Saturday, 5 February 2011

How long?

Sawyer (1984) sees Isaiah's cry of “How long, O Lord” (Isaiah 6:9-13) as sign of Isaiah's "love for his city" and as a pleading for his people. He links this with similar cries from other prophets and passages from the Psalms where there is the question “Wilt thou forget me for ever?” (Psalm 13:1-2, p 73).

I see such cries differently. “How long will the people not go on learning or seeing the consequences of the path they are walking?” In some respects, my cry also carries a concern for the people but I am not crying for God to stop a judgement. My cry is for a removal of their blindness, a healing of their sight.

But I also need to recognise that I don't see the consequences of sin as “the stern justice” of God or as being “contained within the nature of God” (p 74). God seeks to redeem and restore but in order for us to be redeemed, we need to see the failure of our ways and turn to repentance. We can not repent without seeing the consequences of the path that we have chosen.

The society in the time of Isaiah had chosen a path to destruction and like now, the people were blind and deaf to the calls for change (Isaiah 6:9-10). Did God close their eyes and ears or in the arrogance or confidence of the people have they marched on ignoring the warnings from God.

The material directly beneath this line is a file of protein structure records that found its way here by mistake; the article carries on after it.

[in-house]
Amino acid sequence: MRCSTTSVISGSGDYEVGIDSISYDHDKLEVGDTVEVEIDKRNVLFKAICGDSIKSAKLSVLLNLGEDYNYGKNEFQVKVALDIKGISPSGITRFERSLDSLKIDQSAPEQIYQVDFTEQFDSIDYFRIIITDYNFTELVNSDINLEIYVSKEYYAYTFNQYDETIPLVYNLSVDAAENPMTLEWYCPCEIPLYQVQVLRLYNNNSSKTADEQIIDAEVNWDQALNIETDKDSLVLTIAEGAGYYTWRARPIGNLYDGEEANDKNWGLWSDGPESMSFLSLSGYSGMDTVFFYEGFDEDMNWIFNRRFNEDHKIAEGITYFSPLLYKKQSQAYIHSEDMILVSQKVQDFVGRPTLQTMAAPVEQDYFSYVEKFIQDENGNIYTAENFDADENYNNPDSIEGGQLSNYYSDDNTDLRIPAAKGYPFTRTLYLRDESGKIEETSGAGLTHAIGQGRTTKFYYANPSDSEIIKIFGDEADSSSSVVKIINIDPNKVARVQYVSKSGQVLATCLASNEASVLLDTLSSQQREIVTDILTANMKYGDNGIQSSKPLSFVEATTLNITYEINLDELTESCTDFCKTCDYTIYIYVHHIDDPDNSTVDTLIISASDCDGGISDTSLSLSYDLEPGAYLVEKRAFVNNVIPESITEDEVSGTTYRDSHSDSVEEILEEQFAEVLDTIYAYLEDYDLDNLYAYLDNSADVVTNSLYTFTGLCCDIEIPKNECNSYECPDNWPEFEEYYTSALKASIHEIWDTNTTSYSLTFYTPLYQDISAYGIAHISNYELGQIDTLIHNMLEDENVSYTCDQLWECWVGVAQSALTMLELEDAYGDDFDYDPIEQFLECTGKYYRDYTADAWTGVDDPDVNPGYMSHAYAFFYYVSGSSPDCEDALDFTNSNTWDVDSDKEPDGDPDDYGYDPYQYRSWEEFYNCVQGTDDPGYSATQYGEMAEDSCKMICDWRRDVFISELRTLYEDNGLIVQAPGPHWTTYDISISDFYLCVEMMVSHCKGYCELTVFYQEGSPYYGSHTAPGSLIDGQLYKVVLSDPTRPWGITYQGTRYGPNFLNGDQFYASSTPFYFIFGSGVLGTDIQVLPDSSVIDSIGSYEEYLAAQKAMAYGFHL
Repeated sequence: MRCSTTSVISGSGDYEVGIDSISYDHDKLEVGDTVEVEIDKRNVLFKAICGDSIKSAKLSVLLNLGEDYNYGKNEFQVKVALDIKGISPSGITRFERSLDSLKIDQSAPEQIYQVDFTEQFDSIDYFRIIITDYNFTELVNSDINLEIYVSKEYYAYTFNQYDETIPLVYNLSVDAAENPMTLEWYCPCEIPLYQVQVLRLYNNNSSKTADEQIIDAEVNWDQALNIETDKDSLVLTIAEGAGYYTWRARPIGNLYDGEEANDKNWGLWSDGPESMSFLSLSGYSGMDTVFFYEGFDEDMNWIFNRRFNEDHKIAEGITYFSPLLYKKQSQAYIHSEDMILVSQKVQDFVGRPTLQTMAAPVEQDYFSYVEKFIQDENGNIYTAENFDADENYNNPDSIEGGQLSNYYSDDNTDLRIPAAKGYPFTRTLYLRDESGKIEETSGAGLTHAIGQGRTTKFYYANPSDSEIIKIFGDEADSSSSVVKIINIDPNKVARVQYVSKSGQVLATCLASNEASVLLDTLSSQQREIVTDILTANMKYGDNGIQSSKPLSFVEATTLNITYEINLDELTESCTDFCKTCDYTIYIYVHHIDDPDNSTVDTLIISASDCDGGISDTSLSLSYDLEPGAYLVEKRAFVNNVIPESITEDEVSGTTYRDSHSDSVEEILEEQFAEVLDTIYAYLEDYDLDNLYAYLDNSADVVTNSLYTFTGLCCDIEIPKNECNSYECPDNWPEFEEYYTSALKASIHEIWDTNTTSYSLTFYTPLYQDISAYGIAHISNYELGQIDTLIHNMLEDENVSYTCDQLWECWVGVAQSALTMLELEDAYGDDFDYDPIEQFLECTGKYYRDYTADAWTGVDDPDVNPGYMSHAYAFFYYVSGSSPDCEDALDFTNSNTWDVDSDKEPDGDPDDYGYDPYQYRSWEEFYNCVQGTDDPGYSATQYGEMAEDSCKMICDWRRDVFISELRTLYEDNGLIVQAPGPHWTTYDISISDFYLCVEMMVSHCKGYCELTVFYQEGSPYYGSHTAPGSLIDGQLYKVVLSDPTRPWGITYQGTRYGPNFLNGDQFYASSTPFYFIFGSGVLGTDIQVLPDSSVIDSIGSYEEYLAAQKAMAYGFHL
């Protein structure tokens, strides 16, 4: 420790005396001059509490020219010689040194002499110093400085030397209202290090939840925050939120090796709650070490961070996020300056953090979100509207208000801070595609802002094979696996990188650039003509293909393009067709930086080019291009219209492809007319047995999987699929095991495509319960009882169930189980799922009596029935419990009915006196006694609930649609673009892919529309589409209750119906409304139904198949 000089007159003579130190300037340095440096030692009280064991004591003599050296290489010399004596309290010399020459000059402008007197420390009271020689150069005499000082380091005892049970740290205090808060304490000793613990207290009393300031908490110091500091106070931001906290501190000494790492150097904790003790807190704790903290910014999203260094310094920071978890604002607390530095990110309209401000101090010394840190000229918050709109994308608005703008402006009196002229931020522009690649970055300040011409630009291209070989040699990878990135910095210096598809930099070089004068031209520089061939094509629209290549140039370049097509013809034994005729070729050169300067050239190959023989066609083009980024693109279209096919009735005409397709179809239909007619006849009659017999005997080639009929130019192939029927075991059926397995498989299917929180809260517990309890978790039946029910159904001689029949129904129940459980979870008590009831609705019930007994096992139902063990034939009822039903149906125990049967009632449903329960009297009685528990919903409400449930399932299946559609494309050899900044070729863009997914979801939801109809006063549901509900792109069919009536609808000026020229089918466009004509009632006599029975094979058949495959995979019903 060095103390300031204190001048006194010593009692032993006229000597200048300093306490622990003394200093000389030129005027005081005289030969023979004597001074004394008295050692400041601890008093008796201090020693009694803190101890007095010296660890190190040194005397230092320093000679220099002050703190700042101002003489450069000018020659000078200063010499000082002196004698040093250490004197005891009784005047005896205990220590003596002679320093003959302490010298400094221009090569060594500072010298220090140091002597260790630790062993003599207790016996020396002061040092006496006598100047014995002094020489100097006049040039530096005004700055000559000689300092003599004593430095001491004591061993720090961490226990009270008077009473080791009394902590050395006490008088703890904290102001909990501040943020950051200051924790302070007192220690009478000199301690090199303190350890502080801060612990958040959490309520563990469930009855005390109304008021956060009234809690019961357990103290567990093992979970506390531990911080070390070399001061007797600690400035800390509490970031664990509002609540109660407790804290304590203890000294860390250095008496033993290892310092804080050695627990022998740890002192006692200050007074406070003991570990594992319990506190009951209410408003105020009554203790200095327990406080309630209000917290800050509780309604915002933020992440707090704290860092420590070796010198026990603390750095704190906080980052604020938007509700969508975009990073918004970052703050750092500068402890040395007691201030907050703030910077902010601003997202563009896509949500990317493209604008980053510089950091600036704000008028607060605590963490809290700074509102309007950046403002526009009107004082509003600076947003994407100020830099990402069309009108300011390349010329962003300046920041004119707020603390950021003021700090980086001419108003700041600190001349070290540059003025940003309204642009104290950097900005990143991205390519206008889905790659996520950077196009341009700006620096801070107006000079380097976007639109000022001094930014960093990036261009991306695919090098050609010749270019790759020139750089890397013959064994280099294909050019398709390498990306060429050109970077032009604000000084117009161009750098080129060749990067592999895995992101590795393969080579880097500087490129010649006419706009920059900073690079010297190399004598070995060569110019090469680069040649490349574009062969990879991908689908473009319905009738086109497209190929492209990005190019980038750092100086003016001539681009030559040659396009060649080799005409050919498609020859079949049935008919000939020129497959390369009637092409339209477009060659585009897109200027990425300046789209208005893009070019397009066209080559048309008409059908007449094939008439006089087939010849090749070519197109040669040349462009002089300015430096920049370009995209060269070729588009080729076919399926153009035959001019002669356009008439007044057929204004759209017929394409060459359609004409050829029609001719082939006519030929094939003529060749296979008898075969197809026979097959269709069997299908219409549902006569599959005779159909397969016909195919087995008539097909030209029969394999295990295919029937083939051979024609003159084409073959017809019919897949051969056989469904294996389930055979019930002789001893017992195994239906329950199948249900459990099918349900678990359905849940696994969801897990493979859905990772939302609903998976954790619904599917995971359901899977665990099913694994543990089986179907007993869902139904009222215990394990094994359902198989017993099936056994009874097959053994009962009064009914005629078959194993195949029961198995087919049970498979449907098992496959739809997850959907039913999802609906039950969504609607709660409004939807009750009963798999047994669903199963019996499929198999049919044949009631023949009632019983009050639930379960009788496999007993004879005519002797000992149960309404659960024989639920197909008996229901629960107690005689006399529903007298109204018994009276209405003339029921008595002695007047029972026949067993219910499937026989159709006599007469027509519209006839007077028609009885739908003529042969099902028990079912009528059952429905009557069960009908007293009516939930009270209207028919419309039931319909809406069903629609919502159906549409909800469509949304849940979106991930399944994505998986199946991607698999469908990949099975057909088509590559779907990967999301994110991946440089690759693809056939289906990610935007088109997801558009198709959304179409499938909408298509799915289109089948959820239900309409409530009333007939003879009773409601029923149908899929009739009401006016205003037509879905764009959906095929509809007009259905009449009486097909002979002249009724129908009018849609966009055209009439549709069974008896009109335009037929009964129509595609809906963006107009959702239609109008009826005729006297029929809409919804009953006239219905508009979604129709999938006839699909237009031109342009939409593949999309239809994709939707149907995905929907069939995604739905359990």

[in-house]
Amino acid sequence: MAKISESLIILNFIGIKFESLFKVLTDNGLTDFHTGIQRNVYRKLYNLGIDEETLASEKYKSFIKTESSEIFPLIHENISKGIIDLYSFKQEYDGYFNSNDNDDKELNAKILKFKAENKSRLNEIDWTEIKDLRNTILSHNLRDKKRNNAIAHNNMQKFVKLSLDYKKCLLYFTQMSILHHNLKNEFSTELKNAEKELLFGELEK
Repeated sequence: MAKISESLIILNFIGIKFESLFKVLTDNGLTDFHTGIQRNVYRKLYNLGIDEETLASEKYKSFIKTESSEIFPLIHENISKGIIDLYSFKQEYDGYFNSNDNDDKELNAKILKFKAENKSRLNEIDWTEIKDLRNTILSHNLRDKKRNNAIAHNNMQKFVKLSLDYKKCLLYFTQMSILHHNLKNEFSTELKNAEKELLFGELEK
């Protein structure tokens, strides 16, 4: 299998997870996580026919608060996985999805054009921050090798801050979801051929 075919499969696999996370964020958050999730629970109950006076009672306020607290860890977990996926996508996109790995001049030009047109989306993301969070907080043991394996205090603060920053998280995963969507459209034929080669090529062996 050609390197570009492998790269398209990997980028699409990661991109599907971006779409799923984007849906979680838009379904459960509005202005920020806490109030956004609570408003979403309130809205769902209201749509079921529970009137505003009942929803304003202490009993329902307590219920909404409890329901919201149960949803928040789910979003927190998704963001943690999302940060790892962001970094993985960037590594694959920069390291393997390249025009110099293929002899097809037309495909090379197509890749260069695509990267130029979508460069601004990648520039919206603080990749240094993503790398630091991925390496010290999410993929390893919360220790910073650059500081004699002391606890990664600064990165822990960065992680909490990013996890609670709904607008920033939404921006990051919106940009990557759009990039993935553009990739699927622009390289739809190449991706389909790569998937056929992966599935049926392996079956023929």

I put this into today's context, as the western economies again struggle to recover and yet go on believing in the economic practices that nearly crippled them. Not only do they go on believing in them, they go on promoting them and pushing them on others. Why are these people so blind that they can not see. God's judgement isn't needed. The path is already clear. The system will fail again but blindly on the people march to the destruction that lies ahead.

Yes, the prophet cries for the people not because he wants God to stop judgement but simply so the people who have shut their eyes and ears will see and hear, that they might repent and seek redemption and restoration that God has on offer.

Reference:

Swayer, J. F. A. (1984). Isaiah (Vol. 1). Edinburgh: The Saint Andrew Press.

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